Mergers & Antitrust Law News

INSIGHT: Missiles, Malware and Merger Management: Why Cybersecurity and Data Privacy Matter to M&A Practitioners—Part II

Oct. 10, 2018, 1:20 PM

In the first installment of this series, I described some reasons why cybersecurity and data privacy issues should be front of mind for M&A practitioners. In this installment, I will talk about the ways that an acquirer’s—and a target company’s—compliance programs can play a significant role in the success of a merger or integration.

The regulations that apply to cybersecurity and data privacy issues are numerous, overlapping, constantly evolving, and in some cases, even contradictory. One of the most recent and wide-ranging regulations to come into effect is the General Data Privacy Regulation, or GDPR, Europe’s new data privacy regulation. Like many other laws in these areas, the GDPR has forced companies around the world to evaluate and, in many cases, make meaningful changes to their compliance programs.

Built into the GDPR is a powerful incentive to comply with it—violations of the GDPR can result in fines of up to 4 percent of a company’s global revenue or €20 million per violation, whichever amount is greater. In crafting these regulations and the related penalties for noncompliance, the European Union’s motivations were clear: It wanted to make companies outside the EU—particularly in the U.S.—pay attention and comply.

Fulfilling the requirements of the GDPR and similar laws around the world requires strong, efficient compliance programs. This obligation is especially relevant for acquirers in M&A transactions, because compliance programs are critical to successful integrations and strong post-closing performance. In addition to costly fines and penalties, violations of the GDPR (and other similar laws) can also result in slowed growth, missed financial targets, and overall loss of synergies and value that was the basis for the transaction.

While there may be different approaches to addressing compliance programs in the context of a merger or integration, in most cases a successful integration calls for more than just overlaying an acquirer’s compliance programs onto the target company’s business. If a company has been on top of its compliance programs—and been proactive about planning for the GDPR and other regulatory developments—it might be tempted to approach this issue by simply leveraging its existing compliance programs onto the target company and the newly combined business. However, there are a number of reasons why an acquirer’s compliance program might not work out of the box when applied to the target company or the combined business, for example:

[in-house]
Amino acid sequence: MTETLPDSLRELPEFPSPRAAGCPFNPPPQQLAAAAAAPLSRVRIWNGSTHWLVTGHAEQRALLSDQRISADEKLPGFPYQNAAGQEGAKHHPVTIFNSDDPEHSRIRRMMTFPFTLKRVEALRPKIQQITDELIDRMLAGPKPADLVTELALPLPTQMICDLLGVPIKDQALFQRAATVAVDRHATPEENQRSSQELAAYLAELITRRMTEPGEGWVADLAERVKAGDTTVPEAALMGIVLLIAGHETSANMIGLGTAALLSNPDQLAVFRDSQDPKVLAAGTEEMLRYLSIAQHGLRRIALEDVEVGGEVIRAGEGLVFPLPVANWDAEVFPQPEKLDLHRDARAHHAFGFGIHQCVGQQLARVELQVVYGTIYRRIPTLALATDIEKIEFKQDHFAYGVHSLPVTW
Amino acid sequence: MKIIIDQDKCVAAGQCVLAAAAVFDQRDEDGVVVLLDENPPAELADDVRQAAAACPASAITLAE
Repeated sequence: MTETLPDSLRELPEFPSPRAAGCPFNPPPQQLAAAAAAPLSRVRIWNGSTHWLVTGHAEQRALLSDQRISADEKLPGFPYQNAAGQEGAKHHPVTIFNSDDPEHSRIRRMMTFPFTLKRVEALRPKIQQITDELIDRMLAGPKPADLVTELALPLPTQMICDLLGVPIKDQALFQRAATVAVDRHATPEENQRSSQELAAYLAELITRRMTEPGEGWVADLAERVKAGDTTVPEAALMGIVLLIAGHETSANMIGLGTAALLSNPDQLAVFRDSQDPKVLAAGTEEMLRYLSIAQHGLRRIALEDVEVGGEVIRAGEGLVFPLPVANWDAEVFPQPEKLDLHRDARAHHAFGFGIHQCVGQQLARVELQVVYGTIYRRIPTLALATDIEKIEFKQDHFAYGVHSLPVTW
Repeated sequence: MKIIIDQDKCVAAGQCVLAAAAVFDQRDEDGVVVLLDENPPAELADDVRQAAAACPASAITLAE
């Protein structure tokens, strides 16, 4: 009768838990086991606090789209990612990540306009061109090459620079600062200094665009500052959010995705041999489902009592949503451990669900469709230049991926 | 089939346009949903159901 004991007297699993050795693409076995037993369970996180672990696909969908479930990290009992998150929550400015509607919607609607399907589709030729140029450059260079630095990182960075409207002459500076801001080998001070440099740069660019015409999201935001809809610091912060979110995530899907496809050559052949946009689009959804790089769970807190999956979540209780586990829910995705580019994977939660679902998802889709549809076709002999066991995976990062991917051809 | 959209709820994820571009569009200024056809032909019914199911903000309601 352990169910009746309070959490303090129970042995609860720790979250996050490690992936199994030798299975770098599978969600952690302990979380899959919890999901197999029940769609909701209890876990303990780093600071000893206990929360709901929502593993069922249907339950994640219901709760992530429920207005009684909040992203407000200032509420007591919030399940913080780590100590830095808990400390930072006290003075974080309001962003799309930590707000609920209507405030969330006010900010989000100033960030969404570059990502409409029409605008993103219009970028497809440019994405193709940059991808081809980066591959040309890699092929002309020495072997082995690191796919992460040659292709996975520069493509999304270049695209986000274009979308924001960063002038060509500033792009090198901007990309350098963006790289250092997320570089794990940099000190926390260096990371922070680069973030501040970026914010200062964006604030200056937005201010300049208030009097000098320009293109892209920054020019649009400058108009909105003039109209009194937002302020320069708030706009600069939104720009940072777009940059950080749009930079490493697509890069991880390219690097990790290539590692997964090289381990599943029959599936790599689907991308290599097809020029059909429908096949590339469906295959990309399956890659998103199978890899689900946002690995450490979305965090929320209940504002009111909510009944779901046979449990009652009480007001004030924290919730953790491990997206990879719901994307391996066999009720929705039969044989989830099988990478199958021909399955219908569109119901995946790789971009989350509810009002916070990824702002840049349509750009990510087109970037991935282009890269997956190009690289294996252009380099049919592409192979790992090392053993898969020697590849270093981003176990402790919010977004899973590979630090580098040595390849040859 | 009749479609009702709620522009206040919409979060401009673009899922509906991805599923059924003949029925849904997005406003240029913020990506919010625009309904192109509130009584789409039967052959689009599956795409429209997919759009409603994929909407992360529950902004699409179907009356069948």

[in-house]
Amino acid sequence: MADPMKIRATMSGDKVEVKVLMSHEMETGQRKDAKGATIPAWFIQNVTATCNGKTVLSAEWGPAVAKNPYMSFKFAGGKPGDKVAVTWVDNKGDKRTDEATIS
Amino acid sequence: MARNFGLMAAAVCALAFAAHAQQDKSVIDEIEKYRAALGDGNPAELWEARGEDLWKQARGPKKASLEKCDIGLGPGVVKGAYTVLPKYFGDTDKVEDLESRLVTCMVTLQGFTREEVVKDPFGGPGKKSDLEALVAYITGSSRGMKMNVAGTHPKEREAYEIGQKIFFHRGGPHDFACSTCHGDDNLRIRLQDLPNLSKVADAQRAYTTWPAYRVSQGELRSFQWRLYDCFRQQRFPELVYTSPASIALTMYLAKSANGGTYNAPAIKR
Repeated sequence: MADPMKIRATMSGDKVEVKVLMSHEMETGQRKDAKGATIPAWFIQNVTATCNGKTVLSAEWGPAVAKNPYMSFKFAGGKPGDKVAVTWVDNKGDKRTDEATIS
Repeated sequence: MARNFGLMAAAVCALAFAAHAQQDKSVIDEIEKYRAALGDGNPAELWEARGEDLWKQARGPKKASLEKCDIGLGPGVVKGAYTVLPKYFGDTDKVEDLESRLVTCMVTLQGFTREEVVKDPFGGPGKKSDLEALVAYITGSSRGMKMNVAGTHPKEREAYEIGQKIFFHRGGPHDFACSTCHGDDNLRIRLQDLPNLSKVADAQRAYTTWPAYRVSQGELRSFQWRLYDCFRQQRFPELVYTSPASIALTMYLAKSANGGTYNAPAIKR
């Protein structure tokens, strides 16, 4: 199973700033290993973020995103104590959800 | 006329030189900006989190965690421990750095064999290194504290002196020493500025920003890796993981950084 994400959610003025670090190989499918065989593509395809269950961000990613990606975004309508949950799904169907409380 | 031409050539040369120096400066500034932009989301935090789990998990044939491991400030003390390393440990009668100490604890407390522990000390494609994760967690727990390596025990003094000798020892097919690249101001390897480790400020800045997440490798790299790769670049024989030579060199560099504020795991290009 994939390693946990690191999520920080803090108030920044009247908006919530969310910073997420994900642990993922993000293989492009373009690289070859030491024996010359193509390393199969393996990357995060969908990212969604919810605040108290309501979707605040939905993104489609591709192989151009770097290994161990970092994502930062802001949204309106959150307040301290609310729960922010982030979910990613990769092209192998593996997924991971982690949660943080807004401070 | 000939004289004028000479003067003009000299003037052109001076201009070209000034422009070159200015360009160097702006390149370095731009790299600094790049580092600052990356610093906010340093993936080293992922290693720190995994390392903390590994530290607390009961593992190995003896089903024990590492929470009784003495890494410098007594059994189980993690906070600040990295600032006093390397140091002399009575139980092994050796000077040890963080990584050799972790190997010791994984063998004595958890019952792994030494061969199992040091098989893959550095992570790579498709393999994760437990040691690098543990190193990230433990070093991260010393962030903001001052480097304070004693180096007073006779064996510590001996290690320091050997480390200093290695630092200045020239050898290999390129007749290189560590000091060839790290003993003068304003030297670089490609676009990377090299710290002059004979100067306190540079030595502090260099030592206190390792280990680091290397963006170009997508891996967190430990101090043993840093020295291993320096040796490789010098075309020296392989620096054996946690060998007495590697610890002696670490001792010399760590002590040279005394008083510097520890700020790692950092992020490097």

• The target company’s systems may not be designed, or able, to function under the acquirer’s compliance programs.
  • The target company may be operating in countries or jurisdictions where the acquirer does not currently do business. These different countries or jurisdictions may have different (and more onerous) requirements than the acquirers is currently subject to.
  • The acquirer’s compliance programs may need to be right-sized or adjusted to account for the new parts of the business that come with the target company. While updates and maintenance of these programs happen periodically anyway—or they should—the programs should also be looked at as part of the transaction and integration planning.
  • The target company may have aspects of its compliance programs that the acquirer wants to adopt or incorporate into its own programs.

To address these and other mismatches between the compliance programs of an acquirer and a target company, the deal team—and especially the integration team—should look to identify and address several potential risks.

  • Out-of-date or non-compliant practices or elements of programs in all relevant jurisdictions (not just an acquirer’s or target company’s base of operations).
  • Incompatible/contradictory practices (within a target company’s own programs or between target company’s and an acquirer’s programs).
  • Poor implementation or failure to follow one’s own programs. On this point, assessing and understanding culture is particularly important. Even the best-prepared compliance programs can fall short in preventing costly violations and reputational harm if they are not followed.

Any of these risks—or a combination of them—can be costly, result in delays, and jeopardize key milestones in the overall integration timeline. As a result, the deal team should focus on these areas to identify potential trouble spots as soon as possible. Early in the integration planning, integration teams should leverage the diligence performed by other parts of the deal team on these issues to prevent late surprises.

In the next installment of this series, I will describe some of the ways that data privacy policies can hinder an acquirer’s ability to realize value in a transaction.

Joe Castelluccio is a partner in Mayer Brown LLP’s Corporate & Securities practice in New York. He helps clients balance risks and opportunities in global mergers and acquisitions with a combination of legal acumen and business experience. He focuses his practice on complex, cross-border M&A, joint ventures, equity transactions and other corporate matters.

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